City getting deserted as mass exodus begins | Poor security arrangements made at bus stands, railway station
LAHORE: Half of the city has been vacated as Pardesis (those who have migrated to Lahore) have started leaving for their hometowns two days before Eid, while others have reserved their seats in the public transport for the Tuesday (today).
The mass exodus of more than three million people from Lahore was started on Saturday as the federal government employees after getting salaries from banks and submitting applications leaves for Monday and Tuesday started their journey as the government has announced Eid holidays from October 1 to 3 &4.
This exodus of aliens reaches its climax on Monday as employees of the Punjab government after getting salaries have left for their hometowns. Extraordinary rush was observed at all the exit points of the provincial metropolis. This happens every year as a number of Pardesis return to their native cities and districts to celebrate Eid with near and dear ones.
People anxious to return to their native districts congested the Lahore Airport, the city’s railway station and bus terminals at General Bus stand (Larri Adda), Shera Kot, Daewoo bus terminal at Kalma Chowk on Monday till late at night, despite the fact that Sh’wal moon may not be sighted on Tuesday meaning thereby that Eid will fall on Wednesday, people have already gone on Eid vacation.
Big business markets, factories and government offices presented an almost deserted look. People rushed to get tickets at General Bus Stand, City District Bus Terminal, Niazi Adda, Rahber Bus Stand and small bus terminals on Ferozepur Road and Bund Road. The majority of travelers were government servants. As educational institutes like the University of the Punjab, University of Engineering and Technology, NCA, King Edward Medical College, Allama Iqbal Medical College and Fatima Jinnah Medical College have already announced Eid holidays, hordes of students carrying luggage lined up in long queues at ticket counters.
Some government and private employees have already sent their families to their hometowns. It was their turn to go back now but they didn’t get a red carpet welcome at bus terminals and railway stations. A survey conducted by The Post at General Bus Stand, City District Government Lahore (CDGL) bus terminal and at Rahber Bus Stand revealed that the government’s security plans were poorly chalked out and half-heartedly implemented. No detailed security checks are being carried out at stations. Passengers are simply boarding buses and trains. Badami Bagh General Bus Stand doesn’t have sufficient security arrangements. It seems as if the authorities are waiting for an accident to occur.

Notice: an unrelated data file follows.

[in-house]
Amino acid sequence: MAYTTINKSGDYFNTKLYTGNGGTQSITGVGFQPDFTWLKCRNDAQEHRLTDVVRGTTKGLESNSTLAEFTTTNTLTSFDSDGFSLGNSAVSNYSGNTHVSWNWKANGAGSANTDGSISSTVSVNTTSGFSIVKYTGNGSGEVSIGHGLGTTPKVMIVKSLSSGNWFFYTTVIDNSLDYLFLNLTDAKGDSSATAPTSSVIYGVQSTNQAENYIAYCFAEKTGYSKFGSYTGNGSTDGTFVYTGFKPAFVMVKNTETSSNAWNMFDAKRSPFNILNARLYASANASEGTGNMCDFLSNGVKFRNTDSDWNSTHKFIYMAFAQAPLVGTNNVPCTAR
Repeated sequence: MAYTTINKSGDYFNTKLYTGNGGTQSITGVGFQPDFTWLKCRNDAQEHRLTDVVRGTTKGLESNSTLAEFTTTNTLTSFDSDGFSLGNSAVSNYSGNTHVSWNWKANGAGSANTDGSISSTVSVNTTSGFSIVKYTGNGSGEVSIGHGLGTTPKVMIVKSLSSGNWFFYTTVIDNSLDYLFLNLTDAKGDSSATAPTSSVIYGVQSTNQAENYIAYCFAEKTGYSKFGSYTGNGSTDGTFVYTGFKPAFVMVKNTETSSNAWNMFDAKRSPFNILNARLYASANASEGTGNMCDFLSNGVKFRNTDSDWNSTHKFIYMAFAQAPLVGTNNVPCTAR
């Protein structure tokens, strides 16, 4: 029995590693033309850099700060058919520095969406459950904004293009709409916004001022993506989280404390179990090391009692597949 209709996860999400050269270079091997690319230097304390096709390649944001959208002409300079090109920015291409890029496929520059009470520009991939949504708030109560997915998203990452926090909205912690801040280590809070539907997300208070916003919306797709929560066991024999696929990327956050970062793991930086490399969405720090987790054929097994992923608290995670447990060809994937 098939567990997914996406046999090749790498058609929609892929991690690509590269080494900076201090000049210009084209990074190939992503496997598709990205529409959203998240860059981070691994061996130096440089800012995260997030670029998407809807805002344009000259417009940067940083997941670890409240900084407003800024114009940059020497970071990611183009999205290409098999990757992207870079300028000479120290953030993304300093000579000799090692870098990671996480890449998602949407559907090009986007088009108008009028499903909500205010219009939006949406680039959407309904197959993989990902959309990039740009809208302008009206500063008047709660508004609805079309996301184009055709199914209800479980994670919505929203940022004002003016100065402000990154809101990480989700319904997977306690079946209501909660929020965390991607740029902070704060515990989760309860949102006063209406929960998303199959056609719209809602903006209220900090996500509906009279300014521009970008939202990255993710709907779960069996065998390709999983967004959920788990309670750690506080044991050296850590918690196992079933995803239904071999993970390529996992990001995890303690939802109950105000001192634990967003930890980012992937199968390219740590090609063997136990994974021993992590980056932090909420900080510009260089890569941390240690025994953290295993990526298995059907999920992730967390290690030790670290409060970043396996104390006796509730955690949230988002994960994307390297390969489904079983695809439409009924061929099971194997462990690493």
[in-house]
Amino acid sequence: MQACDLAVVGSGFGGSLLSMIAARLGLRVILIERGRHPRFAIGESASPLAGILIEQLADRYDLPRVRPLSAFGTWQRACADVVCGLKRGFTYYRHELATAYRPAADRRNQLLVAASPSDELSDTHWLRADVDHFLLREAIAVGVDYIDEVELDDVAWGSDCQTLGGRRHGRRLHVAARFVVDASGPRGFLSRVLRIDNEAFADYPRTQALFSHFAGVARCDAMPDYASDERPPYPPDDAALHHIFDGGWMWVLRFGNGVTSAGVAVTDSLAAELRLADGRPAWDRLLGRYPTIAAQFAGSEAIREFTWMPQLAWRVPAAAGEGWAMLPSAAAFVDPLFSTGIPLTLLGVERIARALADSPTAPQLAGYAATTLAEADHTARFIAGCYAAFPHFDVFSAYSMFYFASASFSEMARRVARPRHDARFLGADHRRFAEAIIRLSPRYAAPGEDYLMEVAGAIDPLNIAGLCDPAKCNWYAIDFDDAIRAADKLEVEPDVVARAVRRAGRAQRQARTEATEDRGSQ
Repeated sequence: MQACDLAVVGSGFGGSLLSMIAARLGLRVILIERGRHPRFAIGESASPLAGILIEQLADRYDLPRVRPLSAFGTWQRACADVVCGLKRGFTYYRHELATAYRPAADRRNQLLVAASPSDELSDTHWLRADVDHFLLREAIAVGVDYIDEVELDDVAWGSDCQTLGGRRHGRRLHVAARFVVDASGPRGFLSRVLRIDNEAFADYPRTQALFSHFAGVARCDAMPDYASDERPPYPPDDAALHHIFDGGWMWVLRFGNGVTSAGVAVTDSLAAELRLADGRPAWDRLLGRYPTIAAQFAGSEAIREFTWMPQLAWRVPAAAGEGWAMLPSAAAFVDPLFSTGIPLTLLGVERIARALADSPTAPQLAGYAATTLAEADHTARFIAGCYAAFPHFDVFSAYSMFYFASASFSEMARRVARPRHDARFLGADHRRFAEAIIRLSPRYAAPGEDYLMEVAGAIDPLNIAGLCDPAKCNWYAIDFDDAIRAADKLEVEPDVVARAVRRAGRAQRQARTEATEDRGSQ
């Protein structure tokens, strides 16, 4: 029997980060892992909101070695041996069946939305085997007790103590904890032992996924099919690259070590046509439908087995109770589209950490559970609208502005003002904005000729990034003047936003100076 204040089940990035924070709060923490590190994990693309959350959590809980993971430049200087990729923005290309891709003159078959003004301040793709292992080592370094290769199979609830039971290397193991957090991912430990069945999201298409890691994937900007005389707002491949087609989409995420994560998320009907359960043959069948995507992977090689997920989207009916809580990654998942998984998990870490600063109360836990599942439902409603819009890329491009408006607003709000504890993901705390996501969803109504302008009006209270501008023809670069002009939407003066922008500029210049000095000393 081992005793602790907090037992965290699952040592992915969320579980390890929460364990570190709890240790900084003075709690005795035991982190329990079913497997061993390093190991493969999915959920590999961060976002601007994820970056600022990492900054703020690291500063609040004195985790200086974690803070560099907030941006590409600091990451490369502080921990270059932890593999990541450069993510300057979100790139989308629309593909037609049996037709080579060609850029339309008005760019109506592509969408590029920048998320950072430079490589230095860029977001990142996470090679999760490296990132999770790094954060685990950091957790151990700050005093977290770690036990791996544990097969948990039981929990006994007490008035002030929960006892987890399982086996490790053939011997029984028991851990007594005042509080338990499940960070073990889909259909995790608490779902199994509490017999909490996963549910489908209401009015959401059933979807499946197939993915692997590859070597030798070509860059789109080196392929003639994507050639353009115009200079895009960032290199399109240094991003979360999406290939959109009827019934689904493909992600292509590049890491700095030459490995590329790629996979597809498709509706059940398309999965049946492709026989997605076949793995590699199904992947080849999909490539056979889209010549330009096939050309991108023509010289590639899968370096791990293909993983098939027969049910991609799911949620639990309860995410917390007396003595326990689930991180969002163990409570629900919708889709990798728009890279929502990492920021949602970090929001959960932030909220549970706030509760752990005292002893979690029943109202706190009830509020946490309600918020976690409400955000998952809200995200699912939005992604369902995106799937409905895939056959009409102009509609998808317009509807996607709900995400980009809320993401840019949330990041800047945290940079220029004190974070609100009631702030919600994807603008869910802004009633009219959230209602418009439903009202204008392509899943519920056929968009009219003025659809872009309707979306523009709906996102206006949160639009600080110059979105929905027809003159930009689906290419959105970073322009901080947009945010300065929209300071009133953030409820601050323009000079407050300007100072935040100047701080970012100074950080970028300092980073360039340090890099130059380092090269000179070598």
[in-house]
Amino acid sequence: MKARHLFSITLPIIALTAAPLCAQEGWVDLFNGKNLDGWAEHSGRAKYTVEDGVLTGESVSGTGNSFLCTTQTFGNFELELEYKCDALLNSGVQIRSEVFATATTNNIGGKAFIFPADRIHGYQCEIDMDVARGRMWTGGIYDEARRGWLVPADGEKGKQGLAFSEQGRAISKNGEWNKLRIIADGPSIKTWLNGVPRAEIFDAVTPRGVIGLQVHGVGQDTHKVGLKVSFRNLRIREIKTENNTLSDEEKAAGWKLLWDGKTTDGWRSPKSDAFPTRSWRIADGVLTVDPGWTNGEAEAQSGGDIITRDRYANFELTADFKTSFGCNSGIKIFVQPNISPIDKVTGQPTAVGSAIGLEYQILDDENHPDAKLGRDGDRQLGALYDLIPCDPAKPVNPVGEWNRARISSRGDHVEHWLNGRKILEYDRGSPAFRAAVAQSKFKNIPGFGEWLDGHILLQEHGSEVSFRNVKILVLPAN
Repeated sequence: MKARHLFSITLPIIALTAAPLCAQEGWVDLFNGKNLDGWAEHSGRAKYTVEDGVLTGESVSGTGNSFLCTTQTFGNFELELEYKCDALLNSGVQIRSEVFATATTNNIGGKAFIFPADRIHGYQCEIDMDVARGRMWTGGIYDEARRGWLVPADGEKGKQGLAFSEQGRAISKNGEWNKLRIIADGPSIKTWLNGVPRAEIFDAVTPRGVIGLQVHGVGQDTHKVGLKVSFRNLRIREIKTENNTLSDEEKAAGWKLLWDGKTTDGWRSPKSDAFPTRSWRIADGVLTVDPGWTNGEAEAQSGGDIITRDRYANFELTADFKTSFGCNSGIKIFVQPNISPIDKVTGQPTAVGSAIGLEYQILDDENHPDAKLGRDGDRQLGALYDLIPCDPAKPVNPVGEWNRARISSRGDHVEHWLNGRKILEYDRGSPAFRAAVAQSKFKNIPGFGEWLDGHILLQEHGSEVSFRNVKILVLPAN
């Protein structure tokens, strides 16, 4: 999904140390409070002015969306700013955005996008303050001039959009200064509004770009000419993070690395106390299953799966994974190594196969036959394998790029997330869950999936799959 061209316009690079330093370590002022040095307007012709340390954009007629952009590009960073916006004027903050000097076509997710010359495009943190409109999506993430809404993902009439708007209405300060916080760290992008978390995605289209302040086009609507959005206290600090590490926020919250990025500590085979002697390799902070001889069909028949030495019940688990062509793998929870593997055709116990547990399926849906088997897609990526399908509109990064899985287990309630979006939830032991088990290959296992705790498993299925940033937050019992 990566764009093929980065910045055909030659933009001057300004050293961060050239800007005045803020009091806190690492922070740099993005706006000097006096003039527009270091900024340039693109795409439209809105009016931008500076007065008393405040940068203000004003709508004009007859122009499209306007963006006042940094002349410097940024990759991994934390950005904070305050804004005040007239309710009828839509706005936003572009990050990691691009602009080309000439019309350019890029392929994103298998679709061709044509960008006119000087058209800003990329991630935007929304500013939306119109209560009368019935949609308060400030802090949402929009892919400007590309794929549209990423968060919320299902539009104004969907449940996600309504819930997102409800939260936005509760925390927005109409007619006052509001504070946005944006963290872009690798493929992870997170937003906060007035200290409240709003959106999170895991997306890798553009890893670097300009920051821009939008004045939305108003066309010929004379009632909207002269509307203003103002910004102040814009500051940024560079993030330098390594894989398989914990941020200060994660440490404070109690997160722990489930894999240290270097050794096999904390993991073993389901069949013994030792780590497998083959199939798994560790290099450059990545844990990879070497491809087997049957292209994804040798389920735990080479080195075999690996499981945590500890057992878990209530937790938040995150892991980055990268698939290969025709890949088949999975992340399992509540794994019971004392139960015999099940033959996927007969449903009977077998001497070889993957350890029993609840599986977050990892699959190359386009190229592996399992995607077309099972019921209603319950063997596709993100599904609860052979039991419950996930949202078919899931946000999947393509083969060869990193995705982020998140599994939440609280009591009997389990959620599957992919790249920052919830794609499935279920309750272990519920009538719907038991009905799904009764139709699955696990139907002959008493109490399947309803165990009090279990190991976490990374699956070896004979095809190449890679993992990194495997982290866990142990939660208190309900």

DDO Syed Ehsan Zaidi was not available for comments. However his staff claimed that ‘foolproof’ security arrangements had been made with special squads present at all terminals. They asserted that inspectors were checking entry and exit points at terminals. They claimed that DDO and administrator had been checking bags themselves. Complaint centers have also been established to help passengers. The terminal staffers at Sikandria Bus Terminal said that about 500 buses had left Sikandria Bus Terminal and 600 had left from Badami Bagh: “The number of people leaving Lahore will cross 100,000 this evening,” they claimed.
On the other hand, Secretary District Regional Transport authority (DRTA) has denied that bus services are overcharging passengers. It was also claimed that no passenger had lodged a complaint against overcharging. Special’ squads have been formed to check overcharging by the transporters and no body would be allowed to charge excessive fare than the fixed charges.
There was also hustle and bustle at the Lahore Railway Station. To cope with the situation, Pakistan Railways has announced five extra trains for Eid passengers, while last year the number of special trains was 9 which has been reduced to fifty per cent. The special trains will provide service on the Lahore-Karachi, Lahore-Rawalpindi, Lahore-Faisalabad, Lahore-Sialkot and Lahore-Narowal routes.
Courtesy: The Post, 29/9/2008